The surprise for many observers was that the latest shipment of arms headed to North Korea comes from Cuba, which acknowledged late Tuesday that it was shipping two anti-aircraft missile systems, nine missiles, two Mig-21 fighter jets and 15 jet engine, saying they were headed to North Korea to be repaired there.

The discovery aboard the freighter Chong Chon Gang was expected to trigger an investigation by the U.N. Security Council committee that monitors the sanctions against North Korea, and Panamanian officials said U.N. investigators were expected in Panama on Thursday. Britain's U.N. Ambassador, Mark Lyall Grant, said that "any weapons transfers, for whatever reason, to North Korea would be a violation of the sanctions regime."

If Cuba wanted to send the weapons for repairs and have them returned, it would have needed to get a waiver from the Security Council committee monitoring the North Korea sanctions. A spokesman for Luxembourg's U.N. Mission, which chairs the North Korea sanctions committee, told The Associated Press that there had been no such request from Cuba.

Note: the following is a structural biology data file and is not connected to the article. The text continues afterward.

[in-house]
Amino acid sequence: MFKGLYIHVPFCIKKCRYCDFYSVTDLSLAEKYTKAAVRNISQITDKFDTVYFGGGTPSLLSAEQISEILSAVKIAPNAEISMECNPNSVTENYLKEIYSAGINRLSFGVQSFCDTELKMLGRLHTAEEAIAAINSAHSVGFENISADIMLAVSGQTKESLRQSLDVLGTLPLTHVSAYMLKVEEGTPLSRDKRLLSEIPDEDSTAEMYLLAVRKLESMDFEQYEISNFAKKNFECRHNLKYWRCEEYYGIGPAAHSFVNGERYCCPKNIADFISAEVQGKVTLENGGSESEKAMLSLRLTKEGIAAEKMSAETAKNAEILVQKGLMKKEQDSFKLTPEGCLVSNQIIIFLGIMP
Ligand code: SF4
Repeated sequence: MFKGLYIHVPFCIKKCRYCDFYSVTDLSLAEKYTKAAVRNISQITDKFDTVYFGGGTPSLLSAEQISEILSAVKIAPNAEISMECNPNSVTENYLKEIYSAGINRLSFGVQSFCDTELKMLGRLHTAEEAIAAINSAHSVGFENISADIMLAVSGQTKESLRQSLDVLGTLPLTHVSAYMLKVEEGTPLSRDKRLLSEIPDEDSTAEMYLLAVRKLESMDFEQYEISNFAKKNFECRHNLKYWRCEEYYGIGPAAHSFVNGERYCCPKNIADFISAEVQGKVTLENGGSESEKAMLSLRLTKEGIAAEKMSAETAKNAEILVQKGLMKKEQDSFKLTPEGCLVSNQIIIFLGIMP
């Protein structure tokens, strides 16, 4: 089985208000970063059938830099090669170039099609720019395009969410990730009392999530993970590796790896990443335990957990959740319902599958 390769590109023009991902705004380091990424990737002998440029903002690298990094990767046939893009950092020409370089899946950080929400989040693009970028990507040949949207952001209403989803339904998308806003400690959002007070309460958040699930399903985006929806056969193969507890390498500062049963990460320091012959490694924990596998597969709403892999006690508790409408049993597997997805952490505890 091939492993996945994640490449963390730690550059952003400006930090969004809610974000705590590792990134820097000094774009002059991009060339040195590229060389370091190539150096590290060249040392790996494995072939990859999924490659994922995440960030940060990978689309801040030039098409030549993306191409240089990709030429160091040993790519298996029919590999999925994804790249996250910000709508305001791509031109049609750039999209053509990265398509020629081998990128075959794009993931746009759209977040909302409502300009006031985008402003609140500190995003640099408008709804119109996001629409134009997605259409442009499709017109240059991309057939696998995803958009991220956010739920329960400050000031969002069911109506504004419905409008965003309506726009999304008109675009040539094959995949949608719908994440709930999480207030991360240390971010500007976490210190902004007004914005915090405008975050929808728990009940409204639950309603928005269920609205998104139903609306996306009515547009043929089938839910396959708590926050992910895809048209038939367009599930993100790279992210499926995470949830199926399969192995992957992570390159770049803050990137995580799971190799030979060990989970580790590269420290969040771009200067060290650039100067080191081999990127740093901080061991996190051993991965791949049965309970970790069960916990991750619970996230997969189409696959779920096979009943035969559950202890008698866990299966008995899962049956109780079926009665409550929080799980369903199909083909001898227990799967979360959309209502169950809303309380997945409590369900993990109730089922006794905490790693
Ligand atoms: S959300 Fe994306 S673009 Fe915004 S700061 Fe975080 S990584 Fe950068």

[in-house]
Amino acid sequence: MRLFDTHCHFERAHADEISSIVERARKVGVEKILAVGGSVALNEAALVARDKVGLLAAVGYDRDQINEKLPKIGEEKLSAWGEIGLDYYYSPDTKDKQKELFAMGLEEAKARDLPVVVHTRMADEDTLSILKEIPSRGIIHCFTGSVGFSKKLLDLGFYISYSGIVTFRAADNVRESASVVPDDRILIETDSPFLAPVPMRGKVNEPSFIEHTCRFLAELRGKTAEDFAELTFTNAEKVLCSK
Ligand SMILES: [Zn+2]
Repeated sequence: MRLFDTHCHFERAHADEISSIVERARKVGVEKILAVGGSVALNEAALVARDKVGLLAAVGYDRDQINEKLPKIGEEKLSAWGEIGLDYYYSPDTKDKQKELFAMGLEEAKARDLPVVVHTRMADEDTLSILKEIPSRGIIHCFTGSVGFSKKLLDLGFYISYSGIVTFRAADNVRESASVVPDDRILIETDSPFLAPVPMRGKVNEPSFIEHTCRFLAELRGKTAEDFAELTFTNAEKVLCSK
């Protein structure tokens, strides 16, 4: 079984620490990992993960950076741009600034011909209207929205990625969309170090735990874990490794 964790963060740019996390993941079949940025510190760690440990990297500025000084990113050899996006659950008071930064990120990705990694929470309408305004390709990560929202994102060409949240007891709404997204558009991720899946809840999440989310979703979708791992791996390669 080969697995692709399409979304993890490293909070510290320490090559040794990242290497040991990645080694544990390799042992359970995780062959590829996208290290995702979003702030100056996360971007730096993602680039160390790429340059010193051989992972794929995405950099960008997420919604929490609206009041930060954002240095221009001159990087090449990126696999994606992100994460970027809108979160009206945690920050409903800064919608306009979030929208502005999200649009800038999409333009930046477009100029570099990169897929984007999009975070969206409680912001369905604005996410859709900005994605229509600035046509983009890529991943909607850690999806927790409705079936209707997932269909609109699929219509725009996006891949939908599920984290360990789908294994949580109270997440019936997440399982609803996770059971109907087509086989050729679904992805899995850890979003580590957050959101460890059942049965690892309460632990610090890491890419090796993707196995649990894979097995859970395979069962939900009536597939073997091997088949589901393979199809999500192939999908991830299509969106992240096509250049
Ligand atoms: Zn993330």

Democrat Robert Menendez, the Cuban-American chairman of the Senate Foreign Relations Committee, said the incident "almost certainly violated" U.N. sanctions and urged the Obama administration to bring it to the Security Council for review.

"Weapons transfers from one communist regime to another hidden under sacks of sugar are not accidental occurrences," Menendez said Wednesday, adding that it "reinforces the necessity that Cuba remain on the State Department's list of countries that sponsor state terrorism."

Panama's seizure of the freighter, which saw its North Korean captain try to commit suicide and 35 crewmen arrested after resisting police efforts to intercept the ship in Panamanian waters, was badly timed for officials working on baby steps toward a limited detente between the U.S. and Cuba.